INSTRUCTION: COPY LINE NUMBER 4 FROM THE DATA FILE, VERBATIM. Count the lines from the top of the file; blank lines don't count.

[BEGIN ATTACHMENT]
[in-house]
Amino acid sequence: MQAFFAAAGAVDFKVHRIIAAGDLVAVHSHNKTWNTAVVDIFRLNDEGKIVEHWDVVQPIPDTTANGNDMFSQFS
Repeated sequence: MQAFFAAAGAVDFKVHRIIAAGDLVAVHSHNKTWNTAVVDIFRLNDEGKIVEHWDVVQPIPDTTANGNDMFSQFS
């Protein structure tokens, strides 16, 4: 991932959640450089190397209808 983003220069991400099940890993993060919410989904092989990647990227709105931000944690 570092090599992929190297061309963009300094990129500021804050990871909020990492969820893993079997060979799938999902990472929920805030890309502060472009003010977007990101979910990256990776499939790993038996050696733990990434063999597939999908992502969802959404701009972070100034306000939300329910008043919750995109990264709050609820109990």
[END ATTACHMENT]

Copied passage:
């Protein structure tokens, strides 16, 4: 991932959640450089190397209808 983003220069991400099940890993993060919410989904092989990647990227709105931000944690 570092090599992929190297061309963009300094990129500021804050990871909020990492969820893993079997060979799938999902990472929920805030890309502060472009003010977007990101979910990256990776499939790993038996050696733990990434063999597939999908992502969802959404701009972070100034306000939300329910008043919750995109990264709050609820109990």